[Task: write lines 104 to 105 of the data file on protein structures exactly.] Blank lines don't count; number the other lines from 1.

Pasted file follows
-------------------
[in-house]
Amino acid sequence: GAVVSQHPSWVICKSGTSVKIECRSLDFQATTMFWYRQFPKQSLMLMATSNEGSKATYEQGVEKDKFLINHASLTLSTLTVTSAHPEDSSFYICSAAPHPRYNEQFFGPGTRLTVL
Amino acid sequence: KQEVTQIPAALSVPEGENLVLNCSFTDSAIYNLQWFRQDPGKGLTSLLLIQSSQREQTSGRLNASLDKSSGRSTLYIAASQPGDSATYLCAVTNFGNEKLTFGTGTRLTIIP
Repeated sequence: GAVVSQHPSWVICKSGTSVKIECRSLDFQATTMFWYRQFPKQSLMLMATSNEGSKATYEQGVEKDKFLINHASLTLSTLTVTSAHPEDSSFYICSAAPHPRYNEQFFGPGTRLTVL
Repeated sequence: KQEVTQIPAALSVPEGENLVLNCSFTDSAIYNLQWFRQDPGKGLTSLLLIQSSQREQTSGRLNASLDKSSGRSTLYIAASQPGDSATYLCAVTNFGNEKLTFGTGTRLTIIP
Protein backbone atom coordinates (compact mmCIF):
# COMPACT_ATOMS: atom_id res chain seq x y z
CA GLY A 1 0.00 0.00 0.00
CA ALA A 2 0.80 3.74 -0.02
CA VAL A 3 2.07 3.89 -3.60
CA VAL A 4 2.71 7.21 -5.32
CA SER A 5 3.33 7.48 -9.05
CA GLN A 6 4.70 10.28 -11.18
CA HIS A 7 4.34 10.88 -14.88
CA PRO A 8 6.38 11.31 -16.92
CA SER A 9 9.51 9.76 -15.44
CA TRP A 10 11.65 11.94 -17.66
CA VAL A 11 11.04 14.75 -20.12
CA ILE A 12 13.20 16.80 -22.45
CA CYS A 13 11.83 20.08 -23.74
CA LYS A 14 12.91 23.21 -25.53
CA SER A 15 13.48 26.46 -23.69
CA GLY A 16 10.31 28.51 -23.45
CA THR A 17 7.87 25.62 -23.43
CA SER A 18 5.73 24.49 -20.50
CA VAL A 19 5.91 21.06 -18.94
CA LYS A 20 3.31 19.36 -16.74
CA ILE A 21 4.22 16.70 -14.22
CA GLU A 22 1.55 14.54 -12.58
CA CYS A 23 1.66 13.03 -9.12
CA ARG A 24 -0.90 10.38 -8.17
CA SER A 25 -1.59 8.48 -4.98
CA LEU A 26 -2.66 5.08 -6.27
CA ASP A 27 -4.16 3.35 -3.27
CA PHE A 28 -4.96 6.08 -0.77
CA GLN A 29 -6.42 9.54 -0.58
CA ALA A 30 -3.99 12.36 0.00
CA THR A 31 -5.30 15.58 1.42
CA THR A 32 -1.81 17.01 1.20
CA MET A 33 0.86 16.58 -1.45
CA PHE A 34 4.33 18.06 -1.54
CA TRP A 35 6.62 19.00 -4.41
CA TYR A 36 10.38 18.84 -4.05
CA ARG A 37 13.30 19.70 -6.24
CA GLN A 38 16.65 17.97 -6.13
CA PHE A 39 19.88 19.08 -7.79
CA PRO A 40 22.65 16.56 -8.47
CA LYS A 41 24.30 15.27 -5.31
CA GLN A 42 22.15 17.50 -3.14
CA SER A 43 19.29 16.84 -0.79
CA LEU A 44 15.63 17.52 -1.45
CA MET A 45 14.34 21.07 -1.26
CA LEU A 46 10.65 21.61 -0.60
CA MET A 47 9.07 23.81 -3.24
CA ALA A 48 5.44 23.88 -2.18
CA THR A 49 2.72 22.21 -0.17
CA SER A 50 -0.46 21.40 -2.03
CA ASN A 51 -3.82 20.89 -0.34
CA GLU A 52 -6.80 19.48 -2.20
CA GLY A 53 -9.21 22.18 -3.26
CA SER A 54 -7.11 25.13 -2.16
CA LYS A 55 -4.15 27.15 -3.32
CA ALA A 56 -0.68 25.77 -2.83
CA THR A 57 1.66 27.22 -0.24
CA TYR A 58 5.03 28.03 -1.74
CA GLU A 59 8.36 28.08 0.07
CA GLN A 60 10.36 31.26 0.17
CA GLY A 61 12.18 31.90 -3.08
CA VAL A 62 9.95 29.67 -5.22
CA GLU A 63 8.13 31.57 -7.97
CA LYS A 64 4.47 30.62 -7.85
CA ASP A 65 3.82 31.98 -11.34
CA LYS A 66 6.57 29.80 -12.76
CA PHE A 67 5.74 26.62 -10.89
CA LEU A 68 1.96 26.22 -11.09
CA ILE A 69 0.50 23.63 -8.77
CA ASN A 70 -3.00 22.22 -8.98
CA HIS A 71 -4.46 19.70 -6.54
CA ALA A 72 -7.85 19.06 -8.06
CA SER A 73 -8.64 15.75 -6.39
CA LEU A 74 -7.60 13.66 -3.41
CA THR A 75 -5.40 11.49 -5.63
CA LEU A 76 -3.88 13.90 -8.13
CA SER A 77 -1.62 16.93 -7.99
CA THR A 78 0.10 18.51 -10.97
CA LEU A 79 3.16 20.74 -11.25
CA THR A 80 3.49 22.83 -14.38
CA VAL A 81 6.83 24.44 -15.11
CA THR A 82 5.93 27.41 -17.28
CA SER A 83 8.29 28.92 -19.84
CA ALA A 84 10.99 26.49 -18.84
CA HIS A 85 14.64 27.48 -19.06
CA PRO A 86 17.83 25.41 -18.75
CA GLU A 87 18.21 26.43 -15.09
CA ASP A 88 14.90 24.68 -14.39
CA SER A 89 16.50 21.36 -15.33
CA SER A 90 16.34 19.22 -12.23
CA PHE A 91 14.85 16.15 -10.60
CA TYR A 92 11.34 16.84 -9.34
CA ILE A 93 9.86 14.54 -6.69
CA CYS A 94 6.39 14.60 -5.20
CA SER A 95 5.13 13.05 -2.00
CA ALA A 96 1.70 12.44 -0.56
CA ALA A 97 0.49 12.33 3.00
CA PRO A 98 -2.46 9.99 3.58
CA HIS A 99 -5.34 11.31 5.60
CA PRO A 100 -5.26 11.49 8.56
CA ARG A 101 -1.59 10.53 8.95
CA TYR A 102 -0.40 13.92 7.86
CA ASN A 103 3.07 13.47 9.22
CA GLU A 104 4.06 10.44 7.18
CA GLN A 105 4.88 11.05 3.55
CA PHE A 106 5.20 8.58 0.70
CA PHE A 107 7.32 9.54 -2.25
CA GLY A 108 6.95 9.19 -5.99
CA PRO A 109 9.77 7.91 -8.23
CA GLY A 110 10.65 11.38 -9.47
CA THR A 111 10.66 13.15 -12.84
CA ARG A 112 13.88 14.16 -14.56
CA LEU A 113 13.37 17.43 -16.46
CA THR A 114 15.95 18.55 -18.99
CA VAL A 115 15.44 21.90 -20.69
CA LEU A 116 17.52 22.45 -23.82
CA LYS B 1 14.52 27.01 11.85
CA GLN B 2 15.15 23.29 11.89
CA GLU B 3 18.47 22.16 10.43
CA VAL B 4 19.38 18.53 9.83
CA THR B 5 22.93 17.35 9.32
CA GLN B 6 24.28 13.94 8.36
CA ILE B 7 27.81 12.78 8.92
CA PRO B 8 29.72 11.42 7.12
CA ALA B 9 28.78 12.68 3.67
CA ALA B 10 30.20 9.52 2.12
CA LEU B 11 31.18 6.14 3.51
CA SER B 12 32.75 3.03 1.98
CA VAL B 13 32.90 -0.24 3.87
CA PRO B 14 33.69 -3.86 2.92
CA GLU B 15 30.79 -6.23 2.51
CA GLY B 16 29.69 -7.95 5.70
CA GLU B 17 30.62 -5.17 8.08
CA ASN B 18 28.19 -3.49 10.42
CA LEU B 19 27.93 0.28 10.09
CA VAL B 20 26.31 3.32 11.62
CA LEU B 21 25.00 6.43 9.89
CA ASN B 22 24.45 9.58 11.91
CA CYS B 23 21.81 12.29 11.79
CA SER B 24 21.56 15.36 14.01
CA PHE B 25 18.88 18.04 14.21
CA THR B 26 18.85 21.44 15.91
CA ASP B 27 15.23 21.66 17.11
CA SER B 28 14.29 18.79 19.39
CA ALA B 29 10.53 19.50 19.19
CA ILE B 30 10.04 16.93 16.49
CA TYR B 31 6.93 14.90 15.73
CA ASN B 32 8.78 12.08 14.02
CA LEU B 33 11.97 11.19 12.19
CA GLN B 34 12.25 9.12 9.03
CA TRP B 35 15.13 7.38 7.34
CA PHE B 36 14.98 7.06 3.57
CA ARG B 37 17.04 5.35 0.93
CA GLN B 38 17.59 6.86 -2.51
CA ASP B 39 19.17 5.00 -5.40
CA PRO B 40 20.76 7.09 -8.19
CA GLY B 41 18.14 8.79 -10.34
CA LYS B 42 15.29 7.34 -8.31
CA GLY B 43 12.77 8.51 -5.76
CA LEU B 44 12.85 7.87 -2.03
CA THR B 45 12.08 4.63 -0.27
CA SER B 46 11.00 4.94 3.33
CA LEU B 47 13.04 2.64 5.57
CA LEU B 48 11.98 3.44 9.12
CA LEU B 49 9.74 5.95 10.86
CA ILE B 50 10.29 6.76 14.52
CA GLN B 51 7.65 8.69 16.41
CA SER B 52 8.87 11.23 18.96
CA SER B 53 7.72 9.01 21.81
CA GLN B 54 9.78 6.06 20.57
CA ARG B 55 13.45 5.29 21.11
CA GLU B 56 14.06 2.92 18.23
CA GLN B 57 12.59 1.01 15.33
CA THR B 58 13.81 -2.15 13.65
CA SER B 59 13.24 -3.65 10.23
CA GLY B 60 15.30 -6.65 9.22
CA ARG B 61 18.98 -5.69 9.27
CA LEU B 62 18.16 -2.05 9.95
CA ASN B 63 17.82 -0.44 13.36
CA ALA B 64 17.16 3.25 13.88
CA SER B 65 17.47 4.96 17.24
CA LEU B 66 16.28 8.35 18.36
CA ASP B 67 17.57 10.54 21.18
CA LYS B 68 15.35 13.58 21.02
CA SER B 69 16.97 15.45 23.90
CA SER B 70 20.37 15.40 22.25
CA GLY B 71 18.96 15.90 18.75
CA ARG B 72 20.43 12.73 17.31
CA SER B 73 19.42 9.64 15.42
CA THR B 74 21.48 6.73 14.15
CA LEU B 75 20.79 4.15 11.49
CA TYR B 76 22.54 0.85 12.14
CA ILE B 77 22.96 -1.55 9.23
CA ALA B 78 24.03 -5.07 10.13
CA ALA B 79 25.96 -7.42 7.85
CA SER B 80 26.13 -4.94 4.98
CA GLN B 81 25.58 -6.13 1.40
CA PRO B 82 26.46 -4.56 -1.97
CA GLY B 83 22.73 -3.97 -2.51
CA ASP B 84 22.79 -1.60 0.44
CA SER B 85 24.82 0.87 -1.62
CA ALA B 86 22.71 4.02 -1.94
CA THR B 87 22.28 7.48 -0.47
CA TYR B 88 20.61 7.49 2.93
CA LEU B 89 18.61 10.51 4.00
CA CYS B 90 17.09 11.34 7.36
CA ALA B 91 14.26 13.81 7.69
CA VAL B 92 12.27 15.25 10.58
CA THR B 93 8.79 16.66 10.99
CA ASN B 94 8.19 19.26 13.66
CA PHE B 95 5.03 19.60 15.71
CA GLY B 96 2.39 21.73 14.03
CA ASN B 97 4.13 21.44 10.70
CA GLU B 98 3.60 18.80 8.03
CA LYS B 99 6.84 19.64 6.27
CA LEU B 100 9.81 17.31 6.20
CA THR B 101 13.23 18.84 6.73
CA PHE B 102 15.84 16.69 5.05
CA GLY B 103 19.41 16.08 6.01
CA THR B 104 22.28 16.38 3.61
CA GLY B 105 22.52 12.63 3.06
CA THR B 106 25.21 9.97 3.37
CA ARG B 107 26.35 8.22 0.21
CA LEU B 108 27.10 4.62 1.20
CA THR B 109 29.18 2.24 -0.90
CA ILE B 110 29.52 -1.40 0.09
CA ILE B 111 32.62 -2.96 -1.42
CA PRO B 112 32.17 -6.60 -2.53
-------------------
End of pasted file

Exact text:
CA ALA A 97 0.49 12.33 3.00
CA PRO A 98 -2.46 9.99 3.58